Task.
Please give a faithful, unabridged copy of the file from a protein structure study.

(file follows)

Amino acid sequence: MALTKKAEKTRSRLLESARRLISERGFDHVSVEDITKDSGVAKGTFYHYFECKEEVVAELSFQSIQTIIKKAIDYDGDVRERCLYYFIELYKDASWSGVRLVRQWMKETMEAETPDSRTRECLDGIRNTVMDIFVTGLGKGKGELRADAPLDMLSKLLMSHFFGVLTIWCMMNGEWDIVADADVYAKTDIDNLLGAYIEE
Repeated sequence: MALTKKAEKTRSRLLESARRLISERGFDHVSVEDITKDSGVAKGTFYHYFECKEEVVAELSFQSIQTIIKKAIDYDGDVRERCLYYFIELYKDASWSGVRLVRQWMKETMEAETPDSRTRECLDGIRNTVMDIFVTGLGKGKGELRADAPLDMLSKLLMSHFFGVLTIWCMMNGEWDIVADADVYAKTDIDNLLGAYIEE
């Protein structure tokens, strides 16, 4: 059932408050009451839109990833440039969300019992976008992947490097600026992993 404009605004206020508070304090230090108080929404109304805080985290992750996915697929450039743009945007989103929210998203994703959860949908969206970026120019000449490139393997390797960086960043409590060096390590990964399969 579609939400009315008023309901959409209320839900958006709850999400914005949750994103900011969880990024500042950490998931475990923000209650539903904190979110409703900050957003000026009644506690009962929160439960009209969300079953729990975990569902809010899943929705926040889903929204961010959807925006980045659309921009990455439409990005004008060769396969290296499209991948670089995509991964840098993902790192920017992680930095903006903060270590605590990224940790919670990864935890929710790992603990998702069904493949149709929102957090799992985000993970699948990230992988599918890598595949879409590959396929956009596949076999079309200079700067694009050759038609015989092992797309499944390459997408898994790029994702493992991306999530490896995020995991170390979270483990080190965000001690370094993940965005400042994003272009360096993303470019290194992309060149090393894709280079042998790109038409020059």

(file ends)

Amino acid sequence: MALTKKAEKTRSRLLESARRLISERGFDHVSVEDITKDSGVAKGTFYHYFECKEEVVAELSFQSIQTIIKKAIDYDGDVRERCLYYFIELYKDASWSGVRLVRQWMKETMEAETPDSRTRECLDGIRNTVMDIFVTGLGKGKGELRADAPLDMLSKLLMSHFFGVLTIWCMMNGEWDIVADADVYAKTDIDNLLGAYIEE
Repeated sequence: MALTKKAEKTRSRLLESARRLISERGFDHVSVEDITKDSGVAKGTFYHYFECKEEVVAELSFQSIQTIIKKAIDYDGDVRERCLYYFIELYKDASWSGVRLVRQWMKETMEAETPDSRTRECLDGIRNTVMDIFVTGLGKGKGELRADAPLDMLSKLLMSHFFGVLTIWCMMNGEWDIVADADVYAKTDIDNLLGAYIEE
């Protein structure tokens, strides 16, 4: 059932408050009451839109990833440039969300019992976008992947490097600026992993 404009605004206020508070304090230090108080929404109304805080985290992750996915697929450039743009945007989103929210998203994703959860949908969206970026120019000449490139393997390797960086960043409590060096390590990964399969 579609939400009315008023309901959409209320839900958006709850999400914005949750994103900011969880990024500042950490998931475990923000209650539903904190979110409703900050957003000026009644506690009962929160439960009209969300079953729990975990569902809010899943929705926040889903929204961010959807925006980045659309921009990455439409990005004008060769396969290296499209991948670089995509991964840098993902790192920017992680930095903006903060270590605590990224940790919670990864935890929710790992603990998702069904493949149709929102957090799992985000993970699948990230992988599918890598595949879409590959396929956009596949076999079309200079700067694009050759038609015989092992797309499944390459997408898994790029994702493992991306999530490896995020995991170390979270483990080190965000001690370094993940965005400042994003272009360096993303470019290194992309060149090393894709280079042998790109038409020059």